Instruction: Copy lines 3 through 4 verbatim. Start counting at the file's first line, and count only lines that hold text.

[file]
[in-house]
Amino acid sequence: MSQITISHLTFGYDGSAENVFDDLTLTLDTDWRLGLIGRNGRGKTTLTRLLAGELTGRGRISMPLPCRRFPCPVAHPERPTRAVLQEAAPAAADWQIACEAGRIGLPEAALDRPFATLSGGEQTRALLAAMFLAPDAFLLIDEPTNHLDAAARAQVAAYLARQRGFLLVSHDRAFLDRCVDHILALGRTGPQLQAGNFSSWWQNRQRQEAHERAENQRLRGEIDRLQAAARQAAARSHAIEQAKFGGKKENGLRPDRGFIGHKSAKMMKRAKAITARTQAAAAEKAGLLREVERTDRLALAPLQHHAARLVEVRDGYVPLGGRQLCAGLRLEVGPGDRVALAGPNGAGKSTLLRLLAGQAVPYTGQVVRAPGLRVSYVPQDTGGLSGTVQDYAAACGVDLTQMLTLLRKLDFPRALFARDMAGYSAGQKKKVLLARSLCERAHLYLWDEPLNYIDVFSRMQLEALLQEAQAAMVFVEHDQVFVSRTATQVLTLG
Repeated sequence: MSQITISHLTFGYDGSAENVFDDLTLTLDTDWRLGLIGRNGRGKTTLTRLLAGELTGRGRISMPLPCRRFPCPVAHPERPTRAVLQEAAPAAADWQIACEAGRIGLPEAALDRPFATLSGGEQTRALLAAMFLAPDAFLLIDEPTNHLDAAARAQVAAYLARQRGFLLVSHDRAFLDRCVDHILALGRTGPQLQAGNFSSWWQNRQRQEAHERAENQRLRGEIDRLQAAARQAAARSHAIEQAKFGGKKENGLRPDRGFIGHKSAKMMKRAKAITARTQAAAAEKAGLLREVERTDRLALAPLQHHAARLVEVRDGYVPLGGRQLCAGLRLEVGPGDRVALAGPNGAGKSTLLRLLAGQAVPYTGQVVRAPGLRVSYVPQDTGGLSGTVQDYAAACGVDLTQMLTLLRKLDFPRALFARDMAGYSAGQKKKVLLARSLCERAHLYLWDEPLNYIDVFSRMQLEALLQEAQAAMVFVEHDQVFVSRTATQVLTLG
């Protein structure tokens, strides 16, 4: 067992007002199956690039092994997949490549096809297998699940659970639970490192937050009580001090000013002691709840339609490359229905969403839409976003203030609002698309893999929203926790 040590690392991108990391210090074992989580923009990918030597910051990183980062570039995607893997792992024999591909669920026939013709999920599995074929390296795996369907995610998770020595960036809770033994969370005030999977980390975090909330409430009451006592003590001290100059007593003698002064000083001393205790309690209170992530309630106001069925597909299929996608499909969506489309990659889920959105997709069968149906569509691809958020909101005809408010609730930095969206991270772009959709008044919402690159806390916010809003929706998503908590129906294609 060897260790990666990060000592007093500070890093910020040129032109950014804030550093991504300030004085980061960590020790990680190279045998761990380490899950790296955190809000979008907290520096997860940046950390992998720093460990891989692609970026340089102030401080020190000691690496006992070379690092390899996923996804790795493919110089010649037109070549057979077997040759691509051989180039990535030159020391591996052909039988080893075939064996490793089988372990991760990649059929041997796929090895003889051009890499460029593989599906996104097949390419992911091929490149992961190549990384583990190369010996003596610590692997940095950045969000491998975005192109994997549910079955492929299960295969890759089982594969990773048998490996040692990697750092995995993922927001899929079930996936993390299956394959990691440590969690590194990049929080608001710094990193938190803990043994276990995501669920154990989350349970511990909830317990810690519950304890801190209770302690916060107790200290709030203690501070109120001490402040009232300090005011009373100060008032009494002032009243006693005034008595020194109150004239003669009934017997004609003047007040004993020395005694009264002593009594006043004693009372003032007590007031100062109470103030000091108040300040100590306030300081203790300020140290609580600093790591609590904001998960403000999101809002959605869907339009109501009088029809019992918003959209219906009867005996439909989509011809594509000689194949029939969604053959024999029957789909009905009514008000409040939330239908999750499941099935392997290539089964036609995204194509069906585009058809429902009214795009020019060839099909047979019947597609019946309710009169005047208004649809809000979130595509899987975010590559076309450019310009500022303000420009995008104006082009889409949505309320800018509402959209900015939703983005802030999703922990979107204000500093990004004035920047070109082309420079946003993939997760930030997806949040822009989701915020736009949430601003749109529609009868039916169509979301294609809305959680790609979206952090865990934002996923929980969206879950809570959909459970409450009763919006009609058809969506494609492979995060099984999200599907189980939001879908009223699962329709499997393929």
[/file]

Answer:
Repeated sequence: MSQITISHLTFGYDGSAENVFDDLTLTLDTDWRLGLIGRNGRGKTTLTRLLAGELTGRGRISMPLPCRRFPCPVAHPERPTRAVLQEAAPAAADWQIACEAGRIGLPEAALDRPFATLSGGEQTRALLAAMFLAPDAFLLIDEPTNHLDAAARAQVAAYLARQRGFLLVSHDRAFLDRCVDHILALGRTGPQLQAGNFSSWWQNRQRQEAHERAENQRLRGEIDRLQAAARQAAARSHAIEQAKFGGKKENGLRPDRGFIGHKSAKMMKRAKAITARTQAAAAEKAGLLREVERTDRLALAPLQHHAARLVEVRDGYVPLGGRQLCAGLRLEVGPGDRVALAGPNGAGKSTLLRLLAGQAVPYTGQVVRAPGLRVSYVPQDTGGLSGTVQDYAAACGVDLTQMLTLLRKLDFPRALFARDMAGYSAGQKKKVLLARSLCERAHLYLWDEPLNYIDVFSRMQLEALLQEAQAAMVFVEHDQVFVSRTATQVLTLG
């Protein structure tokens, strides 16, 4: 067992007002199956690039092994997949490549096809297998699940659970639970490192937050009580001090000013002691709840339609490359229905969403839409976003203030609002698309893999929203926790 040590690392991108990391210090074992989580923009990918030597910051990183980062570039995607893997792992024999591909669920026939013709999920599995074929390296795996369907995610998770020595960036809770033994969370005030999977980390975090909330409430009451006592003590001290100059007593003698002064000083001393205790309690209170992530309630106001069925597909299929996608499909969506489309990659889920959105997709069968149906569509691809958020909101005809408010609730930095969206991270772009959709008044919402690159806390916010809003929706998503908590129906294609 060897260790990666990060000592007093500070890093910020040129032109950014804030550093991504300030004085980061960590020790990680190279045998761990380490899950790296955190809000979008907290520096997860940046950390992998720093460990891989692609970026340089102030401080020190000691690496006992070379690092390899996923996804790795493919110089010649037109070549057979077997040759691509051989180039990535030159020391591996052909039988080893075939064996490793089988372990991760990649059929041997796929090895003889051009890499460029593989599906996104097949390419992911091929490149992961190549990384583990190369010996003596610590692997940095950045969000491998975005192109994997549910079955492929299960295969890759089982594969990773048998490996040692990697750092995995993922927001899929079930996936993390299956394959990691440590969690590194990049929080608001710094990193938190803990043994276990995501669920154990989350349970511990909830317990810690519950304890801190209770302690916060107790200290709030203690501070109120001490402040009232300090005011009373100060008032009494002032009243006693005034008595020194109150004239003669009934017997004609003047007040004993020395005694009264002593009594006043004693009372003032007590007031100062109470103030000091108040300040100590306030300081203790300020140290609580600093790591609590904001998960403000999101809002959605869907339009109501009088029809019992918003959209219906009867005996439909989509011809594509000689194949029939969604053959024999029957789909009905009514008000409040939330239908999750499941099935392997290539089964036609995204194509069906585009058809429902009214795009020019060839099909047979019947597609019946309710009169005047208004649809809000979130595509899987975010590559076309450019310009500022303000420009995008104006082009889409949505309320800018509402959209900015939703983005802030999703922990979107204000500093990004004035920047070109082309420079946003993939997760930030997806949040822009989701915020736009949430601003749109529609009868039916169509979301294609809305959680790609979206952090865990934002996923929980969206879950809570959909459970409450009763919006009609058809969506494609492979995060099984999200599907189980939001879908009223699962329709499997393929």